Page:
The Choice Based Letting (CBL) system has been criticised by county councillors for housing people in areas to which they have no connection while leaving locals waiting on the waiting list.
Many councillors believe the system is not working and allows people to bid online for houses anywhere in the county, but does not give preference to locals.
Councillor Diarmaid O’Cádhla (Ind) said disquiet is growing among housing applicants because allocations don’t seem to make sense.
Figures released by Cork County Council officials show 538 social housing units were allocated since January 2016.
Councillors are now calling for a review by the authority’s strategic housing policy committee to address the criteria of applications and take place of origin into account when reviewing bids through CBL.
Youghal-based Councillor Mary Linehan Foley (Ind) said people from way outside her constituency are being housed, while locals remain on the list. Ms Foley added CBL applicants should only be allowed to bid on the three areas they make a preference for.
“It's not fair on people who have lived there all their lives. Under the CBL system you can apply for a house anywhere,” she said.
Councillor Frank O’Flynn (FF) pointed to figures that show only 71% of people in North Cork are using CBL to bid on houses, while Kieran McCarthy (Ind) said only two council houses out of 18 allocated in Carrigtwohill were occupied by people who are local to the area.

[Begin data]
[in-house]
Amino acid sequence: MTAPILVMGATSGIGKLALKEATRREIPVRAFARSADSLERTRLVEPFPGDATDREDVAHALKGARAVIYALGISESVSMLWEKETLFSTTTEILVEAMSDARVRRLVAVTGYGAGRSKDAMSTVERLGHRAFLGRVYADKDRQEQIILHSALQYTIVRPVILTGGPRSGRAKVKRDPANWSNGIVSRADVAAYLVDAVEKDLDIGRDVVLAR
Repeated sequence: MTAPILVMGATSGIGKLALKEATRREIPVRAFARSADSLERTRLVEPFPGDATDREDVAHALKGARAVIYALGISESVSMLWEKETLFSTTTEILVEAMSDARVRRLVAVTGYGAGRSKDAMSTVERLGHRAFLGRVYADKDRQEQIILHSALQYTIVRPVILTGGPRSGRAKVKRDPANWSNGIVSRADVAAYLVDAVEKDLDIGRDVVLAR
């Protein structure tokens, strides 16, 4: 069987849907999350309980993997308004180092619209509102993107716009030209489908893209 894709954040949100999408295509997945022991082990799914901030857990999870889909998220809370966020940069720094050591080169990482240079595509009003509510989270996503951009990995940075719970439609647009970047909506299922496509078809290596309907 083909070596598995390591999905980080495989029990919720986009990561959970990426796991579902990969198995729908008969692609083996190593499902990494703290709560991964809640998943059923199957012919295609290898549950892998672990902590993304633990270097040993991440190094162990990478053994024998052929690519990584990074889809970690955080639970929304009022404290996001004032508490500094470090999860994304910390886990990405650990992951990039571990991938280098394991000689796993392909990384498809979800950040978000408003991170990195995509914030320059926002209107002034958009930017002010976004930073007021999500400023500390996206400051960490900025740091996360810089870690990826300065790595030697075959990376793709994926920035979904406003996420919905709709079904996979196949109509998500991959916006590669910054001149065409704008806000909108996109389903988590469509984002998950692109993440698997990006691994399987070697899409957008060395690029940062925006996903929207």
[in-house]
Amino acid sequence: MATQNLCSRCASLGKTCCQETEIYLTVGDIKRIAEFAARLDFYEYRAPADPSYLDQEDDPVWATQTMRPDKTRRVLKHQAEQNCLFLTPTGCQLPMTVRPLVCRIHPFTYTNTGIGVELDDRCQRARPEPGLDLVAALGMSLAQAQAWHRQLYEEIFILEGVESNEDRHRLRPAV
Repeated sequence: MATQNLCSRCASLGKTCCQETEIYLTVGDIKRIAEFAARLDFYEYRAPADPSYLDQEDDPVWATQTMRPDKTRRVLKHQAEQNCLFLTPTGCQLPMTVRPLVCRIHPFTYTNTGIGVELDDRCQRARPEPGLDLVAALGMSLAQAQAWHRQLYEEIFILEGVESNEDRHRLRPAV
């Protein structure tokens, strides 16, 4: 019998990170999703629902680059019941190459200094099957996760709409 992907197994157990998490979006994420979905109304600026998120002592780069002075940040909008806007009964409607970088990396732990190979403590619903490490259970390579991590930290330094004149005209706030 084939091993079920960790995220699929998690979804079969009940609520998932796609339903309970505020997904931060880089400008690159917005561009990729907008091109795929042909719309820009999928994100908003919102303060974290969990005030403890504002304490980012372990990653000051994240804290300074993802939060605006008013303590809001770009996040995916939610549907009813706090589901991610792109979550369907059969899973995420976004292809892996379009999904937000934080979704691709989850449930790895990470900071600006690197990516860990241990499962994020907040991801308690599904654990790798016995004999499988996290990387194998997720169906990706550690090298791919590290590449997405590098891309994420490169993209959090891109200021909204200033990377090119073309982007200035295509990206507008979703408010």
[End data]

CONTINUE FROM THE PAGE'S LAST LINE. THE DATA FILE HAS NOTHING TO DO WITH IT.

West Cork Councillor Joe Carroll (FF) said he no longer believes in the CBL system while Danny Collins (Ind) said local representatives should have more say in who gets allocated social housing in their constituency so "on the ground" knowledge can be utilised.
Cllr Deirdre Forde (FG) said the system was creating a sense of “desperation” for people applying for housing through CBL and, as a result, people were bidding on houses anywhere they could.
Former county Mayor Seamus McGrath (FF) said Cork County Council would have to do more manage expectation so people are not left “demoralised” when their applications are not successful.
County Council deputy chief executive Declan Daly said that he believed the numbers housed between 2016 and 2017 were “not bad” but it was “highly regrettable” that some applicants should be waiting up to 15 years to be housed.